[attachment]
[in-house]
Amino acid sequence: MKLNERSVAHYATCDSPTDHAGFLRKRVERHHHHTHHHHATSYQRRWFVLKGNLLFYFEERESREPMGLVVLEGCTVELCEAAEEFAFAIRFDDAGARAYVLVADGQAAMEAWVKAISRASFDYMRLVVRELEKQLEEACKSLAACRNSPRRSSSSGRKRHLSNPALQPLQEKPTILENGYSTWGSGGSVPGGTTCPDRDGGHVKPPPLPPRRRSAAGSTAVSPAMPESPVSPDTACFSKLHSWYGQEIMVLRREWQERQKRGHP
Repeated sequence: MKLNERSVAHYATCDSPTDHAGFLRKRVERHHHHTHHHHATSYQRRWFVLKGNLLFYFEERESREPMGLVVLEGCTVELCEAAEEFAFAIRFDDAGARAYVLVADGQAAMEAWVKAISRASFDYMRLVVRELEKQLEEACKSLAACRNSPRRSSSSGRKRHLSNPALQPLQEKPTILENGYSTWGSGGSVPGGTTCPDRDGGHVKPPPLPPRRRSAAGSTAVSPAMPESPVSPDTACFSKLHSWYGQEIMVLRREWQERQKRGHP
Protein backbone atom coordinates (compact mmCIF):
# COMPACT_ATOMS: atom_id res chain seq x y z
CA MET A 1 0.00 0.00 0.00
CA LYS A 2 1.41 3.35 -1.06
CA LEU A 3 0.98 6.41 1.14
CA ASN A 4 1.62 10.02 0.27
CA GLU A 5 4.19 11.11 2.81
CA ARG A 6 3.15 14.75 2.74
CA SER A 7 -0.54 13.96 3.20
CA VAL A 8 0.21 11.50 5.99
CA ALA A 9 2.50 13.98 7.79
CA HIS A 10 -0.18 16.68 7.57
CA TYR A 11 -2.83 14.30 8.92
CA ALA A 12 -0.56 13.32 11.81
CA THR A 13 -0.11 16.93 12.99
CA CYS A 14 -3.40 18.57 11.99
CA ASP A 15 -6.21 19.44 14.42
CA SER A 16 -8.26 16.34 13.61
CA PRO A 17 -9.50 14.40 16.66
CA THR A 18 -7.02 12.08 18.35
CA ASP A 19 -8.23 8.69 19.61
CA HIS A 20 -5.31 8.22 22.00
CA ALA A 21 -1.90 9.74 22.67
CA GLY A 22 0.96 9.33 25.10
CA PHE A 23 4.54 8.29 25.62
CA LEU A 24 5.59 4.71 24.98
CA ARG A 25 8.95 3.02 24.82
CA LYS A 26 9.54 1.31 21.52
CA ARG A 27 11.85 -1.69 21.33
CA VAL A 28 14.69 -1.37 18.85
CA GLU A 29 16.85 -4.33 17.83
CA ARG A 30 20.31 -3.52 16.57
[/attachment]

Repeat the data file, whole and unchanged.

[in-house]
Amino acid sequence: MKLNERSVAHYATCDSPTDHAGFLRKRVERHHHHTHHHHATSYQRRWFVLKGNLLFYFEERESREPMGLVVLEGCTVELCEAAEEFAFAIRFDDAGARAYVLVADGQAAMEAWVKAISRASFDYMRLVVRELEKQLEEACKSLAACRNSPRRSSSSGRKRHLSNPALQPLQEKPTILENGYSTWGSGGSVPGGTTCPDRDGGHVKPPPLPPRRRSAAGSTAVSPAMPESPVSPDTACFSKLHSWYGQEIMVLRREWQERQKRGHP
Repeated sequence: MKLNERSVAHYATCDSPTDHAGFLRKRVERHHHHTHHHHATSYQRRWFVLKGNLLFYFEERESREPMGLVVLEGCTVELCEAAEEFAFAIRFDDAGARAYVLVADGQAAMEAWVKAISRASFDYMRLVVRELEKQLEEACKSLAACRNSPRRSSSSGRKRHLSNPALQPLQEKPTILENGYSTWGSGGSVPGGTTCPDRDGGHVKPPPLPPRRRSAAGSTAVSPAMPESPVSPDTACFSKLHSWYGQEIMVLRREWQERQKRGHP
Protein backbone atom coordinates (compact mmCIF):
# COMPACT_ATOMS: atom_id res chain seq x y z
CA MET A 1 0.00 0.00 0.00
CA LYS A 2 1.41 3.35 -1.06
CA LEU A 3 0.98 6.41 1.14
CA ASN A 4 1.62 10.02 0.27
CA GLU A 5 4.19 11.11 2.81
CA ARG A 6 3.15 14.75 2.74
CA SER A 7 -0.54 13.96 3.20
CA VAL A 8 0.21 11.50 5.99
CA ALA A 9 2.50 13.98 7.79
CA HIS A 10 -0.18 16.68 7.57
CA TYR A 11 -2.83 14.30 8.92
CA ALA A 12 -0.56 13.32 11.81
CA THR A 13 -0.11 16.93 12.99
CA CYS A 14 -3.40 18.57 11.99
CA ASP A 15 -6.21 19.44 14.42
CA SER A 16 -8.26 16.34 13.61
CA PRO A 17 -9.50 14.40 16.66
CA THR A 18 -7.02 12.08 18.35
CA ASP A 19 -8.23 8.69 19.61
CA HIS A 20 -5.31 8.22 22.00
CA ALA A 21 -1.90 9.74 22.67
CA GLY A 22 0.96 9.33 25.10
CA PHE A 23 4.54 8.29 25.62
CA LEU A 24 5.59 4.71 24.98
CA ARG A 25 8.95 3.02 24.82
CA LYS A 26 9.54 1.31 21.52
CA ARG A 27 11.85 -1.69 21.33
CA VAL A 28 14.69 -1.37 18.85
CA GLU A 29 16.85 -4.33 17.83
CA ARG A 30 20.31 -3.52 16.57